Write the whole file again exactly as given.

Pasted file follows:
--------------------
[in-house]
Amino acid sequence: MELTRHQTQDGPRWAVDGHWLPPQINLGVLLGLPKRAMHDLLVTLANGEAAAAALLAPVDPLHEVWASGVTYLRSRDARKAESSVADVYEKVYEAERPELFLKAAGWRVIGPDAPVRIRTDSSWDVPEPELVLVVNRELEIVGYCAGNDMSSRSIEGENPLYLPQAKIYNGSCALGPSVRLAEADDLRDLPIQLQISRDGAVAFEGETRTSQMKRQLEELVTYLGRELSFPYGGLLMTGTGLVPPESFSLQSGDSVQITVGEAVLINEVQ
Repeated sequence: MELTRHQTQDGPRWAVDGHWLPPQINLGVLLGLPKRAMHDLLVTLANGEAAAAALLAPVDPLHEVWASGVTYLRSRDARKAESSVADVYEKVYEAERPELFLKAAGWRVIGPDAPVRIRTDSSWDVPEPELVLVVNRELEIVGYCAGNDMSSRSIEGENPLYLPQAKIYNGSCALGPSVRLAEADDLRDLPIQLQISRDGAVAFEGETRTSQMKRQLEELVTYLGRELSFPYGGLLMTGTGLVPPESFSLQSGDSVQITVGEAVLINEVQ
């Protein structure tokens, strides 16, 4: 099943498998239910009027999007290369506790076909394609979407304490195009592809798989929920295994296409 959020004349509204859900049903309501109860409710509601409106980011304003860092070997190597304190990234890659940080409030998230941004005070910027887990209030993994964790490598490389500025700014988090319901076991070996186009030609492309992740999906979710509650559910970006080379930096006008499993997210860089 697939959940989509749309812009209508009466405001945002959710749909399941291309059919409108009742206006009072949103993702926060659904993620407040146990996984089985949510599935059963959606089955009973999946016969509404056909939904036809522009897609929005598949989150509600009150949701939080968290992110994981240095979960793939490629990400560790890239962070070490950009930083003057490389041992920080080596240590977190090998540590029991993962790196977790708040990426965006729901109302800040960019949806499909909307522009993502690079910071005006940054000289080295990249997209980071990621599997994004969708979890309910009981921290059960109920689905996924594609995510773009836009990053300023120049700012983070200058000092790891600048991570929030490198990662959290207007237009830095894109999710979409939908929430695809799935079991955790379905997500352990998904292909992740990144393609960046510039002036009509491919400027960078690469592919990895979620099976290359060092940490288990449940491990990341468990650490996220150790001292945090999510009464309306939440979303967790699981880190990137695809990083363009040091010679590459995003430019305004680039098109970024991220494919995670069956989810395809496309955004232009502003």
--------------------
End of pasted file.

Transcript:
[in-house]
Amino acid sequence: MELTRHQTQDGPRWAVDGHWLPPQINLGVLLGLPKRAMHDLLVTLANGEAAAAALLAPVDPLHEVWASGVTYLRSRDARKAESSVADVYEKVYEAERPELFLKAAGWRVIGPDAPVRIRTDSSWDVPEPELVLVVNRELEIVGYCAGNDMSSRSIEGENPLYLPQAKIYNGSCALGPSVRLAEADDLRDLPIQLQISRDGAVAFEGETRTSQMKRQLEELVTYLGRELSFPYGGLLMTGTGLVPPESFSLQSGDSVQITVGEAVLINEVQ
Repeated sequence: MELTRHQTQDGPRWAVDGHWLPPQINLGVLLGLPKRAMHDLLVTLANGEAAAAALLAPVDPLHEVWASGVTYLRSRDARKAESSVADVYEKVYEAERPELFLKAAGWRVIGPDAPVRIRTDSSWDVPEPELVLVVNRELEIVGYCAGNDMSSRSIEGENPLYLPQAKIYNGSCALGPSVRLAEADDLRDLPIQLQISRDGAVAFEGETRTSQMKRQLEELVTYLGRELSFPYGGLLMTGTGLVPPESFSLQSGDSVQITVGEAVLINEVQ
């Protein structure tokens, strides 16, 4: 099943498998239910009027999007290369506790076909394609979407304490195009592809798989929920295994296409 959020004349509204859900049903309501109860409710509601409106980011304003860092070997190597304190990234890659940080409030998230941004005070910027887990209030993994964790490598490389500025700014988090319901076991070996186009030609492309992740999906979710509650559910970006080379930096006008499993997210860089 697939959940989509749309812009209508009466405001945002959710749909399941291309059919409108009742206006009072949103993702926060659904993620407040146990996984089985949510599935059963959606089955009973999946016969509404056909939904036809522009897609929005598949989150509600009150949701939080968290992110994981240095979960793939490629990400560790890239962070070490950009930083003057490389041992920080080596240590977190090998540590029991993962790196977790708040990426965006729901109302800040960019949806499909909307522009993502690079910071005006940054000289080295990249997209980071990621599997994004969708979890309910009981921290059960109920689905996924594609995510773009836009990053300023120049700012983070200058000092790891600048991570929030490198990662959290207007237009830095894109999710979409939908929430695809799935079991955790379905997500352990998904292909992740990144393609960046510039002036009509491919400027960078690469592919990895979620099976290359060092940490288990449940491990990341468990650490996220150790001292945090999510009464309306939440979303967790699981880190990137695809990083363009040091010679590459995003430019305004680039098109970024991220494919995670069956989810395809496309955004232009502003």